Questions in death involving Daley nephew
By TIM NOVAK, CHRIS FUSCO AND CAROL MARIN Staff Reporters February 28, 2011 6:15AM
View more videos at: http://www.nbcchicago.com.
COMING TONIGHTon TV
Watch Carol Marin’s reports about David Koschman’s death at 4:30 p.m. and 10 p.m. on NBC5.
PART 2In Tuesday’s Sun-Times:
A mother’s pain
Nanci Koschman tearfully talks about the investigation of her son’s death and life without her only child.
Updated: September 24, 2012 6:25AM
Like a lot of suburban kids, David Koschman wanted to get a taste of Rush Street, Chicago’s fabled adult playground.
So he and four friends — all freshly turned 21 — headed downtown for a Saturday night of bar-hopping. Around 3 in the morning, they decided to call it a night.
As they were leaving Bar Chicago on Division Street that spring night in 2004, they crossed paths with three men, all about 10 years older, and a woman — a group, it turned out, with ties to some of the most powerful people in Chicago. Among the group was then-29-year-old Richard J. “R.J.” Vanecko, a nephew of Mayor Daley.
According to his friends, Koschman bumped one of the men, and the two groups — both later described by a detective as “drunk” and “plastered” — began trading insults and obscenities.
The confrontation ended with a punch. Someone — the police have never said who — hit the slightly built, 5-foot, 5-inch Koschman in the face. Koschman fell backward and hit the back of his head on the street. He died 12 days later from a brain injury.
The Cook County medical examiner’s office called it homicide. No one has ever been charged.
Police and prosecutors say that’s because their initial investigation concluded that Koschman was the aggressor and that whoever hit him acted in self-defense.
Still, nearly seven years after the April 25, 2004, confrontation that left Koschman mortally injured, the Chicago Police Department has decided to reinvestigate the case. Investigators began reinterviewing witnesses after a Chicago Sun-Times reporter filed a request Jan. 4 seeking copies of all police reports in the case, under the Illinois Freedom of Information Act.
The police, citing what they described as a now-ongoing criminal investigation, agreed to make public only a heavily redacted crime-scene report. It provides little information other than Koschman’s name and the date and location of the confrontation.
But a Sun-Times investigation has turned up problems with the way the police and prosecutors originally handled their investigation into Koschman’s violent death. Detectives didn’t begin interviewing witnesses until after Koschman died. They didn’t conduct lineups to try to identify who threw the punch until almost a month after it happened. And prosecutors say their files on the case have disappeared.
Now, in what law-enforcement sources say is an unusual move, the police department has assigned the re-investigation of Koschman’s death to a different detective bureau, transferring it from Area 3 to Area 5.
The Cook County state’s attorney’s office says it stands by its initial conclusion that no one should be charged. Though its files are missing, officials say the original prosecutor who recommended no charges be filed still works there. They would not identify him.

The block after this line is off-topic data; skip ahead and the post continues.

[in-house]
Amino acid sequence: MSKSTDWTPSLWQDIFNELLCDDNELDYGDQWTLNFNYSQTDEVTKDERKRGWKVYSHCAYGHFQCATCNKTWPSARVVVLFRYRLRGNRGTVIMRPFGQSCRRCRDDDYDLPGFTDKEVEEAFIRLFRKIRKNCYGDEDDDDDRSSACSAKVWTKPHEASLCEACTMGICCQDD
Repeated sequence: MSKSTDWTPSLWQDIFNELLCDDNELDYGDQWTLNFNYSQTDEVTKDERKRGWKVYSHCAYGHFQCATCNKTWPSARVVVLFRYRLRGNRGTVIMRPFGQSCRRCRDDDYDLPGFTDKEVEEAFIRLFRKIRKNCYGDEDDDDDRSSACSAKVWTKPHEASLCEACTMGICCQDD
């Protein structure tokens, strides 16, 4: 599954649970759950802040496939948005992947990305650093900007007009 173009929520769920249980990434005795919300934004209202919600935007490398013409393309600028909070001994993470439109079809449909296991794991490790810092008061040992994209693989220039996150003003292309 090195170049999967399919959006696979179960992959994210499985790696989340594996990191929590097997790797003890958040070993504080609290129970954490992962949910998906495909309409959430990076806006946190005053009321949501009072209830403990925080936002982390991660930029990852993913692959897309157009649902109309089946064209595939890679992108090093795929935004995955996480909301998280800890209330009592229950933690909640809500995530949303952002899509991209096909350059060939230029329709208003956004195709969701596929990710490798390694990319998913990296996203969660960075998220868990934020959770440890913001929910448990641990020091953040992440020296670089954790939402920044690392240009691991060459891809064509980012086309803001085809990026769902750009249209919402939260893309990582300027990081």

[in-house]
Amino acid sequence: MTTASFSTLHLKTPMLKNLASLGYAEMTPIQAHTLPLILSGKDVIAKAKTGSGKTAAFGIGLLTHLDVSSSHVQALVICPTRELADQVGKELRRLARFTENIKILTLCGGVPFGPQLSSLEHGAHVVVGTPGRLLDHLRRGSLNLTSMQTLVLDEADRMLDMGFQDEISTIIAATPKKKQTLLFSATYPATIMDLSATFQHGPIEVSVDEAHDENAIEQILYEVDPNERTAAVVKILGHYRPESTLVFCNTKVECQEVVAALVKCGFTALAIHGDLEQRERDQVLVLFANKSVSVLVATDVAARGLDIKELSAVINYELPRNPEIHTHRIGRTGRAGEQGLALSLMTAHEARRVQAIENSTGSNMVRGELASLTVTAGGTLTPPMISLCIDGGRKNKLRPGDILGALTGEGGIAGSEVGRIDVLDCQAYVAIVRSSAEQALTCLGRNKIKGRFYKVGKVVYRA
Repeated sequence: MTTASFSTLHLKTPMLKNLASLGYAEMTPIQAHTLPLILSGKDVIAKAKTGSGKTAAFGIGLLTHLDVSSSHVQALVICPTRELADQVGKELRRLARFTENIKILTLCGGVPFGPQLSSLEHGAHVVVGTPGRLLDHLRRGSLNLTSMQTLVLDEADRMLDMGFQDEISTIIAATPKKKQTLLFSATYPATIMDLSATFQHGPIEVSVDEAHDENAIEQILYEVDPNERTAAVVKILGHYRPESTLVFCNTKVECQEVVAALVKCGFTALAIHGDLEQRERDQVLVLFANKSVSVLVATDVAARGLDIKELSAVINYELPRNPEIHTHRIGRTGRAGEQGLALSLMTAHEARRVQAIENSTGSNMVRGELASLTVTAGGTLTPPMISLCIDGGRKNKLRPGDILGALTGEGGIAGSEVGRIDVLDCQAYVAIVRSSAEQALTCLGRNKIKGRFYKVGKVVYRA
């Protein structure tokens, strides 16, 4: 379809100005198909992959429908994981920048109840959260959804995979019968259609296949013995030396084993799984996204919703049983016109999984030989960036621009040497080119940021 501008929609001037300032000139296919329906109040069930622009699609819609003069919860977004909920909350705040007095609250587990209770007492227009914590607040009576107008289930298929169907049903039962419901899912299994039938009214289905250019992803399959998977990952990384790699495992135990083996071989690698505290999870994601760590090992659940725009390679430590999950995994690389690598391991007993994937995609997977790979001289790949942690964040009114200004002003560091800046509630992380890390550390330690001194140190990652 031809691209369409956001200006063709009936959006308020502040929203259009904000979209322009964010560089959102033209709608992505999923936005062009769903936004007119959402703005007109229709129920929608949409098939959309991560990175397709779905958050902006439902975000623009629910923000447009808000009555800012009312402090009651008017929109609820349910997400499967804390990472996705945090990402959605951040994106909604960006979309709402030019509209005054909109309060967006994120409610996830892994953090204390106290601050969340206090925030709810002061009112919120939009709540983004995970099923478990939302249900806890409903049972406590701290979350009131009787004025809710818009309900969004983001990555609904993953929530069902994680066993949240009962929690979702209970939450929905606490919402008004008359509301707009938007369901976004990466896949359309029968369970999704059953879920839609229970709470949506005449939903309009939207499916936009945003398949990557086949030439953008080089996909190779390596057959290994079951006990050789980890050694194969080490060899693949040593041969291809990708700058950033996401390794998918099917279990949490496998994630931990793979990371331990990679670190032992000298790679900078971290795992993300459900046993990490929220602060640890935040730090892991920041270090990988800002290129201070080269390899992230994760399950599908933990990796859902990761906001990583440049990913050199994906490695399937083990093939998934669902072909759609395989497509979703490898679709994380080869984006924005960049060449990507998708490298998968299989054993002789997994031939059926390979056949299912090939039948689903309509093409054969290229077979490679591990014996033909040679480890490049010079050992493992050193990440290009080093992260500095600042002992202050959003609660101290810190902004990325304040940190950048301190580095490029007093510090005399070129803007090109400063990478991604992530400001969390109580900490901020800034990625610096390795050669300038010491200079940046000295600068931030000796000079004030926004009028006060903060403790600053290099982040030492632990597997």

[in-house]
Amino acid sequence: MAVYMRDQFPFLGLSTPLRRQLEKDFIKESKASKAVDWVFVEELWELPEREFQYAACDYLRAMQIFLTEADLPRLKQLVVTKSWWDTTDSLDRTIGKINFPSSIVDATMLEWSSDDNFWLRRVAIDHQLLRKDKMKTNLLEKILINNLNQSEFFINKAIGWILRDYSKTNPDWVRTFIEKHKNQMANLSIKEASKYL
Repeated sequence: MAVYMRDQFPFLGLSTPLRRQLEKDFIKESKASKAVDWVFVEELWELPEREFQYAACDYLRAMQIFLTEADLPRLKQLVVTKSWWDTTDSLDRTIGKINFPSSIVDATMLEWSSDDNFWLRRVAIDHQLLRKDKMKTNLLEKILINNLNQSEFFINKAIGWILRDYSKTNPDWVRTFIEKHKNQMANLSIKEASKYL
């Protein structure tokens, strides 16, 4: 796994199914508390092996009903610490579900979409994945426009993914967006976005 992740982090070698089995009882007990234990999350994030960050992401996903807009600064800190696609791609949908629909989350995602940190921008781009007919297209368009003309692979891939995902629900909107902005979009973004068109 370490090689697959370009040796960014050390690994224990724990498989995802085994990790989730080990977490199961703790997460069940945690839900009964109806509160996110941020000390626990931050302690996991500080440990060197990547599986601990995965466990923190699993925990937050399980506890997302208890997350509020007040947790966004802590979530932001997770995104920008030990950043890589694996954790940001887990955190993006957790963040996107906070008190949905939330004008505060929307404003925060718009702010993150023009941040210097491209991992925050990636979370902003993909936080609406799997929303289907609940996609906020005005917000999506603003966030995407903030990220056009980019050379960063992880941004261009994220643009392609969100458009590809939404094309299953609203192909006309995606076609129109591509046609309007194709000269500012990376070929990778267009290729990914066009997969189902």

“They declined charges, but they can’t find the file?” said Richard Kling, a criminal-defense attorney who is a law professor at IIT Chicago-Kent College of Law. “I’ve been doing this for 39 years, literally thousands of cases. I’ve never seen a felony-review file missing. Ever. Never heard of one.
“There’s certainly some red flags,” said Kling. “Like not investigating the case earlier, a missing felony-review file, transferring the case from one area to another and not having lineups until a month later.”
Among the Sun-Times’ findings:
†The police reinterviewed Koschman’s four friends on Jan. 17 — one day before the department said in a letter to the Sun-Times that it could not release any information on “crime-scene details, witness and suspect names and statements” because of “the department’s ongoing criminal investigation.’’
†Vanecko and one of his three companions ran off after Koschman was hit, according to witnesses and the police. It’s unclear where or when the police found them.
†Vanecko declined to talk with the police, though his friends did.
†Nearly a month after Koschman was punched, Vanecko appeared in a police lineup at which Koschman’s four friends and another witness could not identify him as one of those involved in the confrontation. One of Koschman’s friends says a detective recently told him that Vanecko had changed his appearance in that time, shaving his head. Also, the friend says the man who struck Koschman wore a hat, though no one wore a hat in the lineup. Koschman’s friends did identify Vanecko’s two male companions as having been present that night but said those men didn’t punch Koschman.
†The police department says detectives concluded that Koschman was the aggressor because witnesses told them he charged at Vanecko’s group — a contention that Koschman’s friends dispute, maintaining that Koschman was the victim of a “sucker punch.”
The Cook County state’s attorney’s office, which was headed at the time of the investigation by Richard Devine, a longtime political ally of the Daley family, determined there was no evidence to charge anyone with Koschman’s death, so his staff closed the investigation.